Surviving the AI Summer

Amy Bruckman
2 min readApr 26, 2024

When I was in grad school in the 1990s, we talked about “surviving the AI winter.” Explosive, transformative progress in AI had been promised, but it wasn’t happening. Funders were fed up, and futurologists were getting frustrated and impatient. Of course it would all happen around 2022 — but we didn’t know that in 1995. We needed patience, and strategies for getting through the downturn.

Fast forward to today, and we now have the opposite problem: AI is explosively successful and popular. So much so that in the research world, everything else is getting squeezed out.

I have a friend at an industrial research lab who has often hired my PhD students as summer interns. My students always have a great experience, and the student and mentor get a peer-reviewed paper. I reached out to him a few months ago — I have another great PhD student. Are you interested in an intern? His response was: Do they work on AI? Right now his research organization is only allowed to work on AI.

OK, AI is important and timely. It’s going to take a whole lot of smart people to make this technology work well and fairly. We are just at the beginning, and the hype is only slightly exaggerated. But AI isn’t the only thing. We still need people to research all the other disciplines of computing. But it’s getting harder to do that work.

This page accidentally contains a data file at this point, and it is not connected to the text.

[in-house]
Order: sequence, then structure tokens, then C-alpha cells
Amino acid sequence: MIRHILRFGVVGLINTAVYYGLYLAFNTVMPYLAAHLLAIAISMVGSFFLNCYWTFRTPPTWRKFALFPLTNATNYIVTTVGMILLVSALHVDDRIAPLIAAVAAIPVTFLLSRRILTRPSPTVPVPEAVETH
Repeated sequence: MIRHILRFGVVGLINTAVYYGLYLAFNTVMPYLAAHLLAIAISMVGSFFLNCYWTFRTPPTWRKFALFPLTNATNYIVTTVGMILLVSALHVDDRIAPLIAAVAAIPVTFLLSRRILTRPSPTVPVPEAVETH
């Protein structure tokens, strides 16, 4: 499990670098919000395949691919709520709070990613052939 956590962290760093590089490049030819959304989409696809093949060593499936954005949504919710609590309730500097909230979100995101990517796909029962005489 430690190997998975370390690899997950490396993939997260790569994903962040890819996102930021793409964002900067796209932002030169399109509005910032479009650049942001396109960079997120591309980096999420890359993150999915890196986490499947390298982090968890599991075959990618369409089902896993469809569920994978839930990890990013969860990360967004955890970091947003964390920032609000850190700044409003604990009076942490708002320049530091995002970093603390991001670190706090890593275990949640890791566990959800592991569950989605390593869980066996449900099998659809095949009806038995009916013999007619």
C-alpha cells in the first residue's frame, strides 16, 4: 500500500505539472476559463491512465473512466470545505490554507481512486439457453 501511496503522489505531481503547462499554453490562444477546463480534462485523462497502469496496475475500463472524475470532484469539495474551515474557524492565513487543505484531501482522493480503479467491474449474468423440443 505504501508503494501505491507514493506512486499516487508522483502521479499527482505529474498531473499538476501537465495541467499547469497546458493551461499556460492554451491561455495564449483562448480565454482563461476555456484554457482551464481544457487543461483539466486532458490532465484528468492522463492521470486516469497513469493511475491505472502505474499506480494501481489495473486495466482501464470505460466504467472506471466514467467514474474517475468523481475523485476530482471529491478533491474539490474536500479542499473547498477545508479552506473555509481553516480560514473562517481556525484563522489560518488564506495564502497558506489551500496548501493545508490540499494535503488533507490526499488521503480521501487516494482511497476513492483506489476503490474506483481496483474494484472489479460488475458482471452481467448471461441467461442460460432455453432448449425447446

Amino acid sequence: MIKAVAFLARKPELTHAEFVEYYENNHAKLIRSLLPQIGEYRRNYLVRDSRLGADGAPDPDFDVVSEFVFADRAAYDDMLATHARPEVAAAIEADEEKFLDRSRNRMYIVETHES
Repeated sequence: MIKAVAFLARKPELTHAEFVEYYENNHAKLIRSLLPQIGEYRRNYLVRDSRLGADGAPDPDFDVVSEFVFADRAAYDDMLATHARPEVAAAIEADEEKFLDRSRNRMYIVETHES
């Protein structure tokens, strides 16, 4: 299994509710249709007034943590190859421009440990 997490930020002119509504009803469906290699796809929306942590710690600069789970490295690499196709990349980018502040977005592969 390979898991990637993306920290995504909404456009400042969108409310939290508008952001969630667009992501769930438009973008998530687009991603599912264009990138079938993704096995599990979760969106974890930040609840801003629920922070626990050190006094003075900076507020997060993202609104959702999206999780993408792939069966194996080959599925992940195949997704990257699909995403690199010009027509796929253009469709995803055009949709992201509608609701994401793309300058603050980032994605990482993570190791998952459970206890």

The “AI Summer” is a burst of interest and money directed to AI so enormous that is blotting out all other activity. Yes, AI is important. But so are ed tech, info vis, social computing, ubicomp — whether or not they use AI. A corporate researcher visiting GT recently told me that we should only train our grad students in AI, because there will be no jobs for them in other disciplines of computing. No corporate jobs, anyway. The sad thing is, they may be mostly right. But what happens if we stop doing work in all the other areas of applied computing? Who will train the next generation of computing researchers in non-AI areas when the hype dies down and some balance returns? What is the cost of not advancing all these other fields of computing for the length of the AI summer?

The AI winter was long. Patience was needed. The AI summer is also going to be long. But those of us who see value in non-AI work need to stick with our values. Balance and sanity will return, if we are patient.

How do non-AI computing researchers survive the AI summer? Leave me a comment.



Amy Bruckman

I do research on social media, including online collaboration, social movements, and online moderation and harassment.